The last couple of years have been challenging for businesses in so many ways. Many leaders ask “When will things go back to normal?” and “How can we get everyone back in the office — safely?”

The short and perhaps obvious answer is: Things will never return to the way they were.

The pandemic forced the speed of progress and brought the future of work to the present. Suddenly, we find ourselves in that place we thought we had time to debate and plan for. It’s been a shock to the system for many, but as business leaders, we have to recognize that this is a good thing in the long run — for employees and employers alike.

Rather than worry about where their employees work from, businesses should focus on how to best harness the intellectual capital of digital workers and provide a hyper-collaborative environment to help them deliver their best, no matter where they are. This has been our reality at Cisco for years, and now the pandemic has sped up that digital transformation for everyone else.

The key to success for business leaders is to recognize that planning the future of work cannot be assigned to one person or department. It is not a project or an option. It’s a fundamental shift in business and an imperative for survival and sustained growth that requires everyone’s involvement.

Start with a clear understanding of hybrid work models, get buy-in from management across the board, and identify the technologies that will facilitate what you want to accomplish. Then put together the policies, including the financial model, that will be the backbone of how you do business.

Remote Work

In the first phase of the pandemic, everyone who could do so worked remotely. With lockdowns and quarantines, there wasn’t a choice, and businesses had to shift to a digital work environment quickly.

We’re now in a different phase and we have more choices, yet we can’t forget what we’ve learned. We all proved that remote work works. It works really well. Productivity peaked in 2020 when people were working at home, while many were also caring for children forced into remote learning or taking care of elderly family members.

In 2021, when some employers tried to force employees to return to their previous commutes and offices, many people chose to quit their jobs instead. A societal shift happened during 2020. And today, more than 50% of talent in the job market say they would not consider a job that didn’t give them some flexibility to work remotely. LinkedIn data recently found that employees satisfied with their company’s flexibility with time and location were 2.6 times more likely to report being happy and 2.1 times more likely to recommend their company as a good place to work.

The pandemic proved that work isn’t where you are, but what you do — and leaders need to recognize that remote work needs to be an “and,” not an “or.”

Hybrid Work

“Hybrid work” has become part of today’s business vernacular. Companies may give the term slightly different meanings, but in general, hybrid work empowers people to work from wherever they need to be. Sometimes that’s from an office, and sometimes from home or a coffee shop.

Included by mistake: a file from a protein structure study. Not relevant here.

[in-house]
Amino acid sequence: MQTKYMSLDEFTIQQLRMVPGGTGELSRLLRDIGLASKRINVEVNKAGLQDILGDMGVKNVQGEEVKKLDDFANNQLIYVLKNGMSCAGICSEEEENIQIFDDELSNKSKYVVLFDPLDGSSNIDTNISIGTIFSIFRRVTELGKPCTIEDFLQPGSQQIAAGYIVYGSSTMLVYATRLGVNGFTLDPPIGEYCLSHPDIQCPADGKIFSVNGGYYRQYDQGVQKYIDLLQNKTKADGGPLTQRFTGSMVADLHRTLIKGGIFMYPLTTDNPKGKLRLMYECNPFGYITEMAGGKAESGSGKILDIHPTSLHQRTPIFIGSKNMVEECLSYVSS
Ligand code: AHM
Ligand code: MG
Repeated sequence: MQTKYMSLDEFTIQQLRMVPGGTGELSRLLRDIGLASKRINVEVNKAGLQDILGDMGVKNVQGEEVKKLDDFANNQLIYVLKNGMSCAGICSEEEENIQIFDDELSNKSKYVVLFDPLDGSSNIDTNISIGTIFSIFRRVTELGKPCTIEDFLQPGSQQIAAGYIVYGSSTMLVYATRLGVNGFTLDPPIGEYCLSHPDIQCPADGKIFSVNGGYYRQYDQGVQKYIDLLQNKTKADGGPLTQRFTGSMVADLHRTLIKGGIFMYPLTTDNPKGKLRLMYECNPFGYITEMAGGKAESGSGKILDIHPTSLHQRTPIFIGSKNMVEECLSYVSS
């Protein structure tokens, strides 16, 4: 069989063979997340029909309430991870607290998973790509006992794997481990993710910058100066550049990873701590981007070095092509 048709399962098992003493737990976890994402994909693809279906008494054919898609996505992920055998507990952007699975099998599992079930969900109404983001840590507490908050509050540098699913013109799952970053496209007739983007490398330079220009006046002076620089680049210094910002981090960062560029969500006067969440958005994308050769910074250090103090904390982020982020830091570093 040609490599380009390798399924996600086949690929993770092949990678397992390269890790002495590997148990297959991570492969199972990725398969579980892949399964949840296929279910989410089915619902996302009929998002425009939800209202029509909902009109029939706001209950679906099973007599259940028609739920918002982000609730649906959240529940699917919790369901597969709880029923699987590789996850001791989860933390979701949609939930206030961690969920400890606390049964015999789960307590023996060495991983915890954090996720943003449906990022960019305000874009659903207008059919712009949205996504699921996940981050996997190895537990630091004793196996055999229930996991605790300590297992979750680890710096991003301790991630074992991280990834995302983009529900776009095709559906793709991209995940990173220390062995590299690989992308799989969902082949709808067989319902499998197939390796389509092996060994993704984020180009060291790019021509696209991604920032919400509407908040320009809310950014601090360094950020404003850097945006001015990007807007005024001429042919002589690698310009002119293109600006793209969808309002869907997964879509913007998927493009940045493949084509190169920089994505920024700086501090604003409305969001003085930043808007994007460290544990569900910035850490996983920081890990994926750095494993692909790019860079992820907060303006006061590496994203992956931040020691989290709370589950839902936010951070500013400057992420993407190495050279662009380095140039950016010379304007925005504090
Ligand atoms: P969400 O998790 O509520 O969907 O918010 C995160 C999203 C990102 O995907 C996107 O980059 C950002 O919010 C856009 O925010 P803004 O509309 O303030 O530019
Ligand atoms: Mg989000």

Hybrid work allows for remote work when desired or needed, but it also considers that people sometimes need to come together for those moments that matter. Rather than offices, we should think of these places as experience centers that can facilitate collaboration and innovation.

The key to a successful hybrid work model is making sure everyone can contribute and feel included and engaged. The right integrated hardware and software platforms can facilitate successful hybrid work environments that allow everyone to contribute optimally — no matter where they are.


To facilitate an optimal hybrid work experience, companies need to make sure they’re set up for what that looks like. Even if you think all your employees will be in the office for meetings, I can assure you your customers will not.

We see, on average, that at least one person in every meeting is joining virtually. Yet historically, only 6% or 7% of meeting rooms are video-enabled. That’s a problem.

In the future, a worker who is planning a day at the office will need to be able to easily find out how many people are in the office that day, what the air quality is, what spaces are available to book for a meeting, how many people can safely be in each room, and what technologies will be available to facilitate collaboration.

People need to be able to choose their level of acceptable risk. The more data we can provide to workers so they can make optimal personal decisions about safety, the better.

Because we can’t know what the future holds, we have to plan for flexibility if we want our businesses to continue to thrive — no matter what.

A year ago, we thought everything would go back to “normal” as soon as vaccines were available, but it didn’t. We can’t even say any longer that we know what “normal” will be next year, let alone five years from now.

Companies embracing rapid change are leaders in their industries, and business leaders who push back against new ways of doing business and managing their workforce are taking huge risks. As business leaders, we have to remain agile and embrace that digital will drive the future of work. Digital transformation is an imperative, not an option.

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Cliff Thomas

SVP and General Manager, Global Enterprise Segment, Americas